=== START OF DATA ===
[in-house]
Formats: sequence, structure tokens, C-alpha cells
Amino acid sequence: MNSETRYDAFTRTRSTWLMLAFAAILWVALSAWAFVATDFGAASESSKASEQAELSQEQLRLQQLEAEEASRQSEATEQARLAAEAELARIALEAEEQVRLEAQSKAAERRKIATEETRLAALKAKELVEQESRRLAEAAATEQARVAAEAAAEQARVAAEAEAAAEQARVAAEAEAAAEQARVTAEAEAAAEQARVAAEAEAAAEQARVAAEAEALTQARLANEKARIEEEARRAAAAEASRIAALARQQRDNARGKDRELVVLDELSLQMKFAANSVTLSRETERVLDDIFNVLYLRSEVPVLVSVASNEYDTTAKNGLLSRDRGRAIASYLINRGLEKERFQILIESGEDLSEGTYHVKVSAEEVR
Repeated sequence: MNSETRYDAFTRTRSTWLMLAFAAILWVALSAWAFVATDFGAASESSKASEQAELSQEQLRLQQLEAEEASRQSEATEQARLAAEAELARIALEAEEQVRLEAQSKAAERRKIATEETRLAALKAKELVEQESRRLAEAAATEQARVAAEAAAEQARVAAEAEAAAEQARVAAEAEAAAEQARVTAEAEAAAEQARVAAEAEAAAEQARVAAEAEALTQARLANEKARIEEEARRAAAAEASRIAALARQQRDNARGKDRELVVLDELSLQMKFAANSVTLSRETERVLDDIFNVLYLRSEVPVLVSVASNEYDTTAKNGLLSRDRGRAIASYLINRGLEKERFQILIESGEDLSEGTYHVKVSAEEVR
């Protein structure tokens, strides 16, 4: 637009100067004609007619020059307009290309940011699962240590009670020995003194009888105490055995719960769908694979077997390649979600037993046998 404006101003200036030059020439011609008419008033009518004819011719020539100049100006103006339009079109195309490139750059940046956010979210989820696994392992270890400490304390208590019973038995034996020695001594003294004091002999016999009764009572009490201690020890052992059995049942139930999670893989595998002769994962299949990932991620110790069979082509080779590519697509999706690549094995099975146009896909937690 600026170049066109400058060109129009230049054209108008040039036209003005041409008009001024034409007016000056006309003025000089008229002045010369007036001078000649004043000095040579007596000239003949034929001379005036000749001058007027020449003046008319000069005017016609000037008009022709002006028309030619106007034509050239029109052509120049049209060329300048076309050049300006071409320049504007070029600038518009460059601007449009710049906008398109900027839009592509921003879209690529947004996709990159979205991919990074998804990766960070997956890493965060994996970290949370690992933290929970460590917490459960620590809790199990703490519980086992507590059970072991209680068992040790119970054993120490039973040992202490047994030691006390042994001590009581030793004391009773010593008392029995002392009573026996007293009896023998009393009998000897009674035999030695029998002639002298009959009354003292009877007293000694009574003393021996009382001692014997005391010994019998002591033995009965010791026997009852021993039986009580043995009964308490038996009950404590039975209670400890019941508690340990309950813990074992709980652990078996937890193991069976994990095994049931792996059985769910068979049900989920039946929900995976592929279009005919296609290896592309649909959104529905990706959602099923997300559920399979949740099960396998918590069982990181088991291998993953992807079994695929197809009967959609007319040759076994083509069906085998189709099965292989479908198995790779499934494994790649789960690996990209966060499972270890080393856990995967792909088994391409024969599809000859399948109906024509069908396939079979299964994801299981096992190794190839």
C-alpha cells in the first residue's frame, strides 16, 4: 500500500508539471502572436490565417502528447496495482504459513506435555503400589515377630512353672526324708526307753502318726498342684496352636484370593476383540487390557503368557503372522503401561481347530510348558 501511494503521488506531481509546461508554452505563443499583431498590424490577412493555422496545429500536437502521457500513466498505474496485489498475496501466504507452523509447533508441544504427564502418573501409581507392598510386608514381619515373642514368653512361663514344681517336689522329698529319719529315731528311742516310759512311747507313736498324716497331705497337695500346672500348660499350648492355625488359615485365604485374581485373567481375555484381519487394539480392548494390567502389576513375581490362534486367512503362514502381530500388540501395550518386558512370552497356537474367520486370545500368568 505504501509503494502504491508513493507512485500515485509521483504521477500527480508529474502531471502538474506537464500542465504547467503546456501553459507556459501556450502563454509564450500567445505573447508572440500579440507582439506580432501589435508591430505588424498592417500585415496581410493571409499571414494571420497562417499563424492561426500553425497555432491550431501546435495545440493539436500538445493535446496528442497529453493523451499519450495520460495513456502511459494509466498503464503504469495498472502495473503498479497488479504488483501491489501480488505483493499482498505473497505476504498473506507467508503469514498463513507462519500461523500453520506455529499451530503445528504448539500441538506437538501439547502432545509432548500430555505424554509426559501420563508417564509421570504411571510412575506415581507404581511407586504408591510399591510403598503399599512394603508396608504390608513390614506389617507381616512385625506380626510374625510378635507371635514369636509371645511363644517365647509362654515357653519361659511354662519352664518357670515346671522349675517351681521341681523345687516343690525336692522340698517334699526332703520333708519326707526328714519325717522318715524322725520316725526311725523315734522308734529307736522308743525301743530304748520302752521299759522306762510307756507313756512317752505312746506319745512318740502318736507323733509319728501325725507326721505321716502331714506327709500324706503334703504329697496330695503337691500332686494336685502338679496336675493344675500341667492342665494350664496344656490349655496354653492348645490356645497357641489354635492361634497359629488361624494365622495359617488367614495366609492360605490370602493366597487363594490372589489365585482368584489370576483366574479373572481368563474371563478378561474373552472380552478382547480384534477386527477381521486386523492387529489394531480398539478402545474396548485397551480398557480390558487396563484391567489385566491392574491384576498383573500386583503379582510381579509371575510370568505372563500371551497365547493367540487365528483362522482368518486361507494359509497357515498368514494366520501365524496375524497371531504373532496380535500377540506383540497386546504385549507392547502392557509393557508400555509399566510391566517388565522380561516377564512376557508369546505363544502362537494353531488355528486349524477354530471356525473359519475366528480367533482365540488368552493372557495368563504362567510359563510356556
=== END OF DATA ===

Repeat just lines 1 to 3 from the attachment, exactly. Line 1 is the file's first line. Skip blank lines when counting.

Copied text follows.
[in-house]
Formats: sequence, structure tokens, C-alpha cells
Amino acid sequence: MNSETRYDAFTRTRSTWLMLAFAAILWVALSAWAFVATDFGAASESSKASEQAELSQEQLRLQQLEAEEASRQSEATEQARLAAEAELARIALEAEEQVRLEAQSKAAERRKIATEETRLAALKAKELVEQESRRLAEAAATEQARVAAEAAAEQARVAAEAEAAAEQARVAAEAEAAAEQARVTAEAEAAAEQARVAAEAEAAAEQARVAAEAEALTQARLANEKARIEEEARRAAAAEASRIAALARQQRDNARGKDRELVVLDELSLQMKFAANSVTLSRETERVLDDIFNVLYLRSEVPVLVSVASNEYDTTAKNGLLSRDRGRAIASYLINRGLEKERFQILIESGEDLSEGTYHVKVSAEEVR